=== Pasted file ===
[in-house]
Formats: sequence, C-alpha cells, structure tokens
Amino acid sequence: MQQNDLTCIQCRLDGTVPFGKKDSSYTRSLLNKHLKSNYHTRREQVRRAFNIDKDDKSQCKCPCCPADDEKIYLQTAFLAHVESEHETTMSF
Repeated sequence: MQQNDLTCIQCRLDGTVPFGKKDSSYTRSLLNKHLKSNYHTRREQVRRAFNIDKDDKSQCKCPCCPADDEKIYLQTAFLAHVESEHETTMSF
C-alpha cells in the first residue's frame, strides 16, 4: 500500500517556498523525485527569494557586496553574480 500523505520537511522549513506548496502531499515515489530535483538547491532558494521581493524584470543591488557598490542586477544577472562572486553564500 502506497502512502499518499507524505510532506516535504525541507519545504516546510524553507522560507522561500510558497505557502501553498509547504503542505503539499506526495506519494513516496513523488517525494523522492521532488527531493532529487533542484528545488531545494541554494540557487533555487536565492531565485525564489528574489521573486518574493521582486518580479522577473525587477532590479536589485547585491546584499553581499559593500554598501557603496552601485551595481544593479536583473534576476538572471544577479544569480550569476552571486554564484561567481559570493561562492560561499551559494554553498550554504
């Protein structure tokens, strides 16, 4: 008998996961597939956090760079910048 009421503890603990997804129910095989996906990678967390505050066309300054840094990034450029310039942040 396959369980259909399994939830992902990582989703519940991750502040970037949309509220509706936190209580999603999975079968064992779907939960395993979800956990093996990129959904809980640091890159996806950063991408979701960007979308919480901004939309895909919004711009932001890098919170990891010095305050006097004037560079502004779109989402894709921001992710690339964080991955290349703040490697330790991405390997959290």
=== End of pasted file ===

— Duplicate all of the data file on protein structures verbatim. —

[in-house]
Formats: sequence, C-alpha cells, structure tokens
Amino acid sequence: MQQNDLTCIQCRLDGTVPFGKKDSSYTRSLLNKHLKSNYHTRREQVRRAFNIDKDDKSQCKCPCCPADDEKIYLQTAFLAHVESEHETTMSF
Repeated sequence: MQQNDLTCIQCRLDGTVPFGKKDSSYTRSLLNKHLKSNYHTRREQVRRAFNIDKDDKSQCKCPCCPADDEKIYLQTAFLAHVESEHETTMSF
C-alpha cells in the first residue's frame, strides 16, 4: 500500500517556498523525485527569494557586496553574480 500523505520537511522549513506548496502531499515515489530535483538547491532558494521581493524584470543591488557598490542586477544577472562572486553564500 502506497502512502499518499507524505510532506516535504525541507519545504516546510524553507522560507522561500510558497505557502501553498509547504503542505503539499506526495506519494513516496513523488517525494523522492521532488527531493532529487533542484528545488531545494541554494540557487533555487536565492531565485525564489528574489521573486518574493521582486518580479522577473525587477532590479536589485547585491546584499553581499559593500554598501557603496552601485551595481544593479536583473534576476538572471544577479544569480550569476552571486554564484561567481559570493561562492560561499551559494554553498550554504
């Protein structure tokens, strides 16, 4: 008998996961597939956090760079910048 009421503890603990997804129910095989996906990678967390505050066309300054840094990034450029310039942040 396959369980259909399994939830992902990582989703519940991750502040970037949309509220509706936190209580999603999975079968064992779907939960395993979800956990093996990129959904809980640091890159996806950063991408979701960007979308919480901004939309895909919004711009932001890098919170990891010095305050006097004037560079502004779109989402894709921001992710690339964080991955290349703040490697330790991405390997959290």